At 7am on debarkation morning, some 5,400 passengers are eager to go on their merry way after a week-long cruise. Of those, probably a couple thousand arrived by car. With all this activity – people rushing to their cars, busses and taxis – you’d think debarkation on Oasis of the Seas would be a chaotic mess. Think again.
As always happens, my seven-day western Caribbean cruise went by much too fast. Packing early only exacerbates that feeling. I always begin to pack up right after the last formal night and this cruise was no exception.
By Saturday afternoon, our last cruise day, my closet was nearly empty. This gave me extra time to enjoy a longer-than-usual lunch at Izumi, Royal Caribbean’s answer to Benihana. I think we all try to prolong a cruise; we cram unexperienced moments into the last few hours. But we know only too well that our vacation will soon draw to a close.
Then comes the dreaded day of debarkation. A huge Oasis of the Seas Debarkation!
In a nutshell, it took me exactly (and I mean exactly!) 28 minutes to go from the gangway on Deck 5 to my car door on Deck 4 Rooftop of the parking lot. Seriously.
Oasis of the Seas Debarkation Made Easy
Here are my suggestions for a smooth and speedy Oasis of the Seas debarkation morning.
- On boarding day, remember what deck you’ve parked your car. Hint: Park on rooftop and there’s nothing to remember.
- Night before debarkation, your luggage is supposed to be set outside of your stateroom at 11pm. No more midnight deadline.
- Attach your colored bag tag to the handle of any suitcase that’s being set outside. Hint: Attach a bag tag to your carryon to help remember what number area you will collect your luggage in the terminal.
- There’s no room service on debarkation morning.
- For that early morning coffee, I headed to Starbucks. There’s also Marketplace Buffet and their version of coffee. But, I would rather pay for a decent cup at 6:30am than fight the mob scene that’s coming and going from the buffet at the crack of dawn. But you have options.
- Back in your stateroom (with coffee!), you can finish any last minute packing, take a shower etc.
- Plan to leave your room by 8am. That’s the time you’re asked to vacate.
- At 8am saunter down to American Icon for a leisurely table-service breakfast in the main dining. On Deck 3, American Icon is the lowest level of the three-story dining room. It’s open until 9am.
- FYI: If you have access to the Diamond and Diamond Plus Lounge, despite what Guest Services tells you, there is NO continental breakfast served on debarkation morning. There’s only the cappuccino machine, if it’s in service at that time.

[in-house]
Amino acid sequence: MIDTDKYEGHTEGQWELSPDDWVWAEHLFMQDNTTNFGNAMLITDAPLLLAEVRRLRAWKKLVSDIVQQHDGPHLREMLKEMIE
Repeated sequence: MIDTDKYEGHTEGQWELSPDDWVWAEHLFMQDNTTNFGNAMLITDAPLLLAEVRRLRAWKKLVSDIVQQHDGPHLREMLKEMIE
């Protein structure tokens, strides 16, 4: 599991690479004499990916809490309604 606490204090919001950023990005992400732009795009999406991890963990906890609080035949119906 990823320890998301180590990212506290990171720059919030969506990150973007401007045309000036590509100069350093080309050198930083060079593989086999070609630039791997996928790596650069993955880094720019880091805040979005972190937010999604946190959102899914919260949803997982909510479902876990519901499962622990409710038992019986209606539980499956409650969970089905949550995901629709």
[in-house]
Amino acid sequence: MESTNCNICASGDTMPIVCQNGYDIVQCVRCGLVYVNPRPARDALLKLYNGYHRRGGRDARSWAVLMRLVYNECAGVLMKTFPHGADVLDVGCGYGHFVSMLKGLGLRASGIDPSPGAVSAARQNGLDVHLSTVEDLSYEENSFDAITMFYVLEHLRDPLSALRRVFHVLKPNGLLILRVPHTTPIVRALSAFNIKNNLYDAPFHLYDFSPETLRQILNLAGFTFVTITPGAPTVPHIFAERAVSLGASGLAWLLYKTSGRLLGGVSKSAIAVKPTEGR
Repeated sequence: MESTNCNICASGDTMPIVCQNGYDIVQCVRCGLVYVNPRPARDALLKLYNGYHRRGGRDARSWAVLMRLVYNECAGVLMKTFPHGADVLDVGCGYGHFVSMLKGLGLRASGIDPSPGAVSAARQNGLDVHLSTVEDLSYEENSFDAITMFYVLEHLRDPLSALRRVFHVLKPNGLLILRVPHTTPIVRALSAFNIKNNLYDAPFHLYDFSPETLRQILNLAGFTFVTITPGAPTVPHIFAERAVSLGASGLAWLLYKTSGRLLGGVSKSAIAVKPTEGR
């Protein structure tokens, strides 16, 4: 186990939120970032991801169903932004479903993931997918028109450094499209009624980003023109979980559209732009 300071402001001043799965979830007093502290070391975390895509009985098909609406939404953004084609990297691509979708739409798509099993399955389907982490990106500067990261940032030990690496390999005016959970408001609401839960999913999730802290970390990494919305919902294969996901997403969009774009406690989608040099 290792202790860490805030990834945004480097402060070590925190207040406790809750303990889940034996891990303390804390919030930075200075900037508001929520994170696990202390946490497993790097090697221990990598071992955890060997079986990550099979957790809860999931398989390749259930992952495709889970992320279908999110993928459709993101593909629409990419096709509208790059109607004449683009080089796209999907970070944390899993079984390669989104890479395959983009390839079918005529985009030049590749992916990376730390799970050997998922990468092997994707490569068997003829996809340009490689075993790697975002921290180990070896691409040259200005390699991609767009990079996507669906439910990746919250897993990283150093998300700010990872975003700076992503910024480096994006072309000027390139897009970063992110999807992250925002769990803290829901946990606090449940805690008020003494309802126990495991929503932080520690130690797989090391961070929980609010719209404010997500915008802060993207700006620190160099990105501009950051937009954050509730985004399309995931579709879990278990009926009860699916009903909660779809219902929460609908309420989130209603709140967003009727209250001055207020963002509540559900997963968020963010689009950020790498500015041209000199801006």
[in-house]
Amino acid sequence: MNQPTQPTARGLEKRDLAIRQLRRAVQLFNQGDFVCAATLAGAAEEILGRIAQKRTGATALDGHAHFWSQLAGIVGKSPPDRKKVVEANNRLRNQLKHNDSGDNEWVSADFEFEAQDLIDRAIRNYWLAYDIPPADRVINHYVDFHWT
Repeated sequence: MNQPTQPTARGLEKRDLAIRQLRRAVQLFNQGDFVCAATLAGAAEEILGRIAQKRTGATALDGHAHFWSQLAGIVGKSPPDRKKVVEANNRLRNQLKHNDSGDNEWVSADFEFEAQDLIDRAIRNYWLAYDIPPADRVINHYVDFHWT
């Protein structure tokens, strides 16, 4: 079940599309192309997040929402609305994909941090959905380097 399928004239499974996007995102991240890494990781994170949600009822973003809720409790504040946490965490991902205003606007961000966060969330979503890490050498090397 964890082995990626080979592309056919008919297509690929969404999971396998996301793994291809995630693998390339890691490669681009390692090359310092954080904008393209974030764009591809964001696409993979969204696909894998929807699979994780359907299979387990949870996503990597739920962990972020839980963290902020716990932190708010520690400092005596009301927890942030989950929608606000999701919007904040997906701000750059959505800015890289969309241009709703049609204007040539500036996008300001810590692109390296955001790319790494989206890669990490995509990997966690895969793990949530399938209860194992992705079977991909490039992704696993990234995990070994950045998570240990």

- It doesn’t matter if your bag tag is # 3 or #33. You can leave the ship at your own pace, as long as you’re off the ship by 10am. The time associated with your bag tag actually indicates when you can expect your luggage to be in its numbered claim area. I left the ship 1 1/2 hours after my suitcase would be ashore and there were only four other pieces of luggage at area #3.
- No more blue U.S. Declaration slips to fill out at the last moment or be scrutinized by immigration. Speedy!
- Once you finish your breakfast at American Icon, simply grab your carryons and call for an elevator or walk up the two flights from Deck 3 to Deck 1
- Have your Sea Pass in hand so you don’t clog the line to be “dinged” out at the exit door.
- Walk off on deck five down the long gangway to the terminal. Claim your luggage and you’ll be directed to Immigration. Without needing the paper declaration forms, the officer checks your passport, asks a few pertinent questions and off you go in just 30 minutes or less.
Here’s my routine:
Alarm at 6:15 – crawl out of bed and throw on clothes – go to Starbucks and head back to room. Shower and then finish last-minute items to pack. At about as close to 8 as possible, I take all of my belongings and go to American Icon for a leisurely sit-down breakfast. It’s a wait-to-be-seated breakfast but worth the couple of minutes to be seated. The closer you are to 8:30am the longer the line…or so it seems. No rush, no fuss.
With so many people that want to get from Point A to Points B, C and D, Royal Caribbean has done a great job to make an Oasis of the Seas debarkation as painless as possible. It’s really one swift continuous motion from ship exit to luggage claim to immigration check and out to your car or bus.
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I’m the editor and creator of CruiseMaven.com and self-appointed “expert” on cruises, trains and solo travel. By sharing news and reviews plus my cruise and travel experiences, I hope to entertain, inform and inspire you to travel the world without flying. Be sure to enjoy a local meal and a glass of wine along the way.